Here's my take on trade offers.
In my experience from GC3, the offer tends to be for a bunch of stuff including a hefty sum of credits on my side of the table, and a few things on the AI's side of the table, which I may or may not need. There wasn't any way to look up what a resource could be used for e.g. Epimetheus Pollen is used to promote administrators to ministers, so having a stockpile of it is very useful if you're an expansionist or you like building a lot of hypergates.*
* I've only just started using hypergates in GC3 and one of my annoyances with them is that when a hyperlane goes through an obstacle, ships will path around the obstacle but in doing so, come off the hyperlane for a bit before going back on. So, I build extra hypergates to adjust the hyperlane onto a clear path.
In addition the AI didn't seem to stockpile or do missions to get a variety of resources like the human player. That's even though they were pretty good at making an impressive collection of colonies. So, there wasn't a lot of reason for me to trade. If I really wanted to buy a particular resource, then Intrigue expansion offered a way of doing that without negotiating with other empires.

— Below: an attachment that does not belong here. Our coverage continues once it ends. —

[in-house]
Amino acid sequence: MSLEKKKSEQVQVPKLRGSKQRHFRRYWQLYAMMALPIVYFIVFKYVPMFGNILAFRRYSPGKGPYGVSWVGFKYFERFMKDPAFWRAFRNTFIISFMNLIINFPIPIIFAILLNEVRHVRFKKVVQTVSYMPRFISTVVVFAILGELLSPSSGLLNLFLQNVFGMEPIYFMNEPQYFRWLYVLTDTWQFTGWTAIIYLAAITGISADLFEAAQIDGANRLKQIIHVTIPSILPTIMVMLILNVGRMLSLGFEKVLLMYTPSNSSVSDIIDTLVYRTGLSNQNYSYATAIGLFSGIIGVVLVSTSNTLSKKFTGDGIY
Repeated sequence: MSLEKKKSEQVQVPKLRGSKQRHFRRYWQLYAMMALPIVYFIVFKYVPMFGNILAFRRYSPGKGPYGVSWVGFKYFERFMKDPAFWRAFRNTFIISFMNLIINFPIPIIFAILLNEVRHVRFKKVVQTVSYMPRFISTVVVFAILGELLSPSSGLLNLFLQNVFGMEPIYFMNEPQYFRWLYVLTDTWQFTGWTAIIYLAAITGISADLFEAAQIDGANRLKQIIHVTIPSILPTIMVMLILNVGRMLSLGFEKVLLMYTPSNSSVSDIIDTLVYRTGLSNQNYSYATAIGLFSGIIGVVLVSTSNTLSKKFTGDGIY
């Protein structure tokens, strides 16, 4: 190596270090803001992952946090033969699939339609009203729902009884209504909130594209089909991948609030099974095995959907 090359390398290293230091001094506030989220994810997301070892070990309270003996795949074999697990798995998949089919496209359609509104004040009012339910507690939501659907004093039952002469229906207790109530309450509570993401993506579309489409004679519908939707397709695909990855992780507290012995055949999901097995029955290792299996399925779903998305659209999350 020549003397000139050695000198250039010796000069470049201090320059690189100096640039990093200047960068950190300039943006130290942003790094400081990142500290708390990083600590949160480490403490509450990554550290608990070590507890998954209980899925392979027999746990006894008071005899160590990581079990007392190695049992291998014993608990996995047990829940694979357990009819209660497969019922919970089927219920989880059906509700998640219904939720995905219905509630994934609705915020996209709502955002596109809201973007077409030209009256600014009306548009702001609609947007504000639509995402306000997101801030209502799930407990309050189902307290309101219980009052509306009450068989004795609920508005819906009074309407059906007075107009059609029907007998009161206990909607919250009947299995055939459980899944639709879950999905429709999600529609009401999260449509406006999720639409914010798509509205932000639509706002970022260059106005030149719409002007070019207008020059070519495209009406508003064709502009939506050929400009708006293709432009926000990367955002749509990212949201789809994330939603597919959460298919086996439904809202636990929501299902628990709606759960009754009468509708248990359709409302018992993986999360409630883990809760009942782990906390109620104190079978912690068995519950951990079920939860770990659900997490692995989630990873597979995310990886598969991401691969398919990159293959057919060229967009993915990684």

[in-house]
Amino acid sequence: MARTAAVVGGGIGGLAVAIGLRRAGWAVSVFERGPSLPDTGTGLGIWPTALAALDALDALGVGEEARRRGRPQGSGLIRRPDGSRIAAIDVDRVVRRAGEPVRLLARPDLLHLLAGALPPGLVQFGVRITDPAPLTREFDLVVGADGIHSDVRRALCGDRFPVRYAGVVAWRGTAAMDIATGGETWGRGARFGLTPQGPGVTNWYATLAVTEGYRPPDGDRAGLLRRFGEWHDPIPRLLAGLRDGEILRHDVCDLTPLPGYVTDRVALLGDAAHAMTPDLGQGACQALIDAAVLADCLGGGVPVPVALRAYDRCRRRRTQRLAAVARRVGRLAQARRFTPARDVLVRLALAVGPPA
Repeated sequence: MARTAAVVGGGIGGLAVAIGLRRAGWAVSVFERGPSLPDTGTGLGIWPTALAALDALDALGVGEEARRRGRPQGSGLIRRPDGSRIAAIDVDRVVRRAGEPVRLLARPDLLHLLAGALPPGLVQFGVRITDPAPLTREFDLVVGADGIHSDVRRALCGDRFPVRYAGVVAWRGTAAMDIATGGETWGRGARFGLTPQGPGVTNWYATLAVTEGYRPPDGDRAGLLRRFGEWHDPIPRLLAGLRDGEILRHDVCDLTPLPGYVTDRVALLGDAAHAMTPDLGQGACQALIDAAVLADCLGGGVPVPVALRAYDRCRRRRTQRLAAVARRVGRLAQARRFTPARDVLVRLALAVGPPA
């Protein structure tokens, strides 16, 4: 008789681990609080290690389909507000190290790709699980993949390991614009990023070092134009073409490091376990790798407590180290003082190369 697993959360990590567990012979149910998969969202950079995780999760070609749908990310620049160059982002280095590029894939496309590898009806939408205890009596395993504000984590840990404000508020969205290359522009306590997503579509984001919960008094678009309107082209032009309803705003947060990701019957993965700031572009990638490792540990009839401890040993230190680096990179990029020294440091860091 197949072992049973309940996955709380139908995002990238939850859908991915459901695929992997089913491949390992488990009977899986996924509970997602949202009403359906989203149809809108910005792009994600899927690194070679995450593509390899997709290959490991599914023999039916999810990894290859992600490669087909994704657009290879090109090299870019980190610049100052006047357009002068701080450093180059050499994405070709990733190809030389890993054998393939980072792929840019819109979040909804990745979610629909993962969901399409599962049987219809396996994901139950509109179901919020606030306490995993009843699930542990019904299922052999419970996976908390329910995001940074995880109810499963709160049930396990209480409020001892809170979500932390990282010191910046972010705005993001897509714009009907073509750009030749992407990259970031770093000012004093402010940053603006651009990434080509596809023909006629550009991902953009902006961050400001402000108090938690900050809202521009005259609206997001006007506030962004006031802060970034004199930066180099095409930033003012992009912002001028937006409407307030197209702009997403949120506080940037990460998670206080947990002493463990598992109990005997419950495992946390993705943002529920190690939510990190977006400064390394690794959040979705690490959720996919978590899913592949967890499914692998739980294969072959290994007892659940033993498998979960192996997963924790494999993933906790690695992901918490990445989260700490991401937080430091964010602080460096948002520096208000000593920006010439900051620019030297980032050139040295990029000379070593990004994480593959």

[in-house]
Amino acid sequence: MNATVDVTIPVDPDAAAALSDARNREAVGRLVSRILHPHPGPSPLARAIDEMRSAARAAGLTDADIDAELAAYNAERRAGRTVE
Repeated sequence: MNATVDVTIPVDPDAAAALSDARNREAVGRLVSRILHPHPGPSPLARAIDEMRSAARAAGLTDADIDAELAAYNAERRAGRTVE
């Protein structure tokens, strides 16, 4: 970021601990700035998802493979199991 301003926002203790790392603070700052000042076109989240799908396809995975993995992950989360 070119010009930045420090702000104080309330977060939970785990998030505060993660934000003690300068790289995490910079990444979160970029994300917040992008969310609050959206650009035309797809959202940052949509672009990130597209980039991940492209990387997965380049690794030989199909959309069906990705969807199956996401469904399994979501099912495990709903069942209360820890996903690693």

Rather than having a cooldown of a certain number of turns on trade offers, the AI should think about whether their trading needs are unsatisfied when deciding to contact a player. Instead of opening up a trade offer every time, maybe they can just say what they are particularly looking for, and then let the player decide whether to open the offer window right at that moment. Maybe the player can hook up a resource to a starbase and/or ramp up production of that resource and thirty turns later have a decent amount to trade.
And also, having a nice sum of credits to trade for that is a plus point in the AI's favour.*
* The AI in GC3 seemed to have difficulty with their finances. The surveillance panel in the espionage screen showed that some of the factions would get down to just a handful of credits, at which point they would ask me for a handout.
The AI would also look to buy strategic resources like antimatter, which I was be reluctant to part with, because antimatter was used to add some missile weapons to ships.
Hope this is a useful perspective.